Font Size
On Artist's Objections to Generative Systems
Category: AI, ML and LDNLS
by Admin on Friday, January 27th, 2023 at 08:05:02

There are very few formally educated artists that aren't exposed to numerous works by other artists during their schooling and during their active careers. Which is another way to say that a great deal of art (by which I mean the creator's sense of art, not the perceiver's sense of art... they're quite distinct) is, and has been, inevitably derivative. This goes for all art: paintings, movies, writing, music, sculpture, etc.

The problem here is that those who consider themselves artists are unhappy that something has come along that can at least somewhat (already, and more so in the future) stand in for the kind of work they do. It's understandable that they are disturbed, but it's buggy whips falling to cars. Inevitable.

Copyright and patents themselves are formally in place in the USA to secure the (eventual) free access of society as a whole to the copyrighted and patented works by rewarding the creator(s) for a limited time. The idea being, if they're rewarded, they'll create. If society can reap these rewards without having to financially encourage human creators, goal accomplished.

From the US constitution, Article I, Section 8, Clause 8:

To promote the progress of science and useful arts, by securing for limited times to authors and inventors the exclusive right to their respective writings and discoveries.

Generative production doesn't mean people will stop creating. Some people create for the specific reward of creation, rather than expecting it to earn them a living. Free software creators are a current example of that most of us here are familiar with. There are many others, for example crochet clubs, graffiti artists and so on. To the extent that they are actually coming up with something new, such creation will, for a time, outstrip generative systems.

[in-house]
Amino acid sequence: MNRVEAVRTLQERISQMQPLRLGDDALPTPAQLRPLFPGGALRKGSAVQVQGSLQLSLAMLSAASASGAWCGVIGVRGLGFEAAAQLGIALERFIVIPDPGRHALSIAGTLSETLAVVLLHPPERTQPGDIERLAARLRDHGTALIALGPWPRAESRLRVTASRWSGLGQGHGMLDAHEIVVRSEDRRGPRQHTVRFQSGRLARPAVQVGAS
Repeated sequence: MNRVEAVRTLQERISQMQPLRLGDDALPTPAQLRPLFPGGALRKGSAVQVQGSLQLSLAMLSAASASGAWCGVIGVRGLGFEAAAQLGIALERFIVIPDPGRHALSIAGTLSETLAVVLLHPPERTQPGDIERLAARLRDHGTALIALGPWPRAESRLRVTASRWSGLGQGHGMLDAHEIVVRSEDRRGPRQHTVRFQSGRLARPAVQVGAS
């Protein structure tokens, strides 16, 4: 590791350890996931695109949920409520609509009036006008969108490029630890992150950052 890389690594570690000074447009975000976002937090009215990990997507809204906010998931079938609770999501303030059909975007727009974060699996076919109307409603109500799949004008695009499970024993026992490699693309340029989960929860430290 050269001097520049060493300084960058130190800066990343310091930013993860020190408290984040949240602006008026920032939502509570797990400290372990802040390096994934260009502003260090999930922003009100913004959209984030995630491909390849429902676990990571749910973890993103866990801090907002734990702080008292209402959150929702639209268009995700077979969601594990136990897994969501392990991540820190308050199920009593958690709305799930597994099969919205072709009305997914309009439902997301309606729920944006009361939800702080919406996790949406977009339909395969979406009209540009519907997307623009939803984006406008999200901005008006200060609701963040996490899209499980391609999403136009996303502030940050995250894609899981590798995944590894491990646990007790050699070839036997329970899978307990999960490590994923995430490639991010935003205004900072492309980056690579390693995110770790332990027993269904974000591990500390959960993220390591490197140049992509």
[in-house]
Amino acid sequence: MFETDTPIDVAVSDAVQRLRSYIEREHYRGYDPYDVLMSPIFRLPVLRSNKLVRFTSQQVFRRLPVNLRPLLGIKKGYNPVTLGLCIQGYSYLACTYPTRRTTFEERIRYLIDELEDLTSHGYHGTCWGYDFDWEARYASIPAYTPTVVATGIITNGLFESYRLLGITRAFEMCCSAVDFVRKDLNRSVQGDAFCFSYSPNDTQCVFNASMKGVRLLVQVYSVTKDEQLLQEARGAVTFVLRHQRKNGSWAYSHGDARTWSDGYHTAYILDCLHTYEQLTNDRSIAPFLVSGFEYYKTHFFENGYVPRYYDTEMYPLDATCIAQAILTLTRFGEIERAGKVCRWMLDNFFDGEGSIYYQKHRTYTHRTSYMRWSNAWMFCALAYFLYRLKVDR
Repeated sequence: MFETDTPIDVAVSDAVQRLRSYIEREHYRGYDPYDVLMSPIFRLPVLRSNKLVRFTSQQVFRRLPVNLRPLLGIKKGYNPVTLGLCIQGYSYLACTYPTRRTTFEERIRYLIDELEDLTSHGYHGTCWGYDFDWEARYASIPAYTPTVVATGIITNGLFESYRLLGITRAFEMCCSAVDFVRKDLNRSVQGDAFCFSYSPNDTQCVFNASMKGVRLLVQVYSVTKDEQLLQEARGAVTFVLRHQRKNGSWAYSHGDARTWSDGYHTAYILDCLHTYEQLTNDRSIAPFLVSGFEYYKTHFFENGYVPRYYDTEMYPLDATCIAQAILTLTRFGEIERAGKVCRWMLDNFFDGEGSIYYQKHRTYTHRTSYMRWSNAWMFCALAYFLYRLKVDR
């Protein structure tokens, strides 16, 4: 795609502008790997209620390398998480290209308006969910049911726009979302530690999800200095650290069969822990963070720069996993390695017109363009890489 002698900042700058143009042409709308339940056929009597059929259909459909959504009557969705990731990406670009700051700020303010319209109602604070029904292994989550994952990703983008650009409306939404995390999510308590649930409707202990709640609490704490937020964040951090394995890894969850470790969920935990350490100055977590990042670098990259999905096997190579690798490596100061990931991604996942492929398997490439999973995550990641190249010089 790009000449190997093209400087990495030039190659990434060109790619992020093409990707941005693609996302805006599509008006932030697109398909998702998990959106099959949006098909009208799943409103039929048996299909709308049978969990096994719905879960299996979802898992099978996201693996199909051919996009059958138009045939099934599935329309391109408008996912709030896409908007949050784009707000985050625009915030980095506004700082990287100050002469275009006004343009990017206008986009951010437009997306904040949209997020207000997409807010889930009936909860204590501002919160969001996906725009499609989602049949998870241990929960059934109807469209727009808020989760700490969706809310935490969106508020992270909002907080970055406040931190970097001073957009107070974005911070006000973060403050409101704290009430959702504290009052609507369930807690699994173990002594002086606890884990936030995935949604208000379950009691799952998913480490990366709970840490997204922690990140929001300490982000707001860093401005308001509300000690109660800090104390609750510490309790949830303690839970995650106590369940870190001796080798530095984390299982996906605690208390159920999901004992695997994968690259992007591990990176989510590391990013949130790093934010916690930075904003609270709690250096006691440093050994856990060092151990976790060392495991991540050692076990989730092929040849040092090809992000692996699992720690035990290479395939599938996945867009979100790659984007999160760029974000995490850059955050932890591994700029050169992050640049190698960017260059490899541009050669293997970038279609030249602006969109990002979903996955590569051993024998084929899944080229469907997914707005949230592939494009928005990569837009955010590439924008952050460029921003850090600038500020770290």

Generative machine learning systems are transformative and disruptive. Complaining about it isn't likely to get anyone very far; the tech is already too widespread to stamp out or even regulate effectively. If congress were to restrict its learning away from existing/prior knowledge, that'll only hamstring the corporations, not the public, because we — the non-corporate sector of the public tech community — already have the tech and there's no closing that door.

It's not likely the various legislatures are going to step on the collective corporate toes. They certainly don't seem to do that very often, or very effectively. To the contrary. It's more like the corporations control the legislatures, if we're going to be bluntly honest about it.

Where society needs to go is to a social construct where one does not have to work to exist. Generative systems are a step in the right direction. Robotics are well behind, and good enough LDNLS (much less actual AI) is still far enough off that most of us will still be doing work for pay for a while yet. But the writing's on the wall now. The transition is inevitably going to be difficult. Artists are just the canary in this particular coal mine.

Want to add a comment to this post? Click here to email it to me.

0.04 [Cached]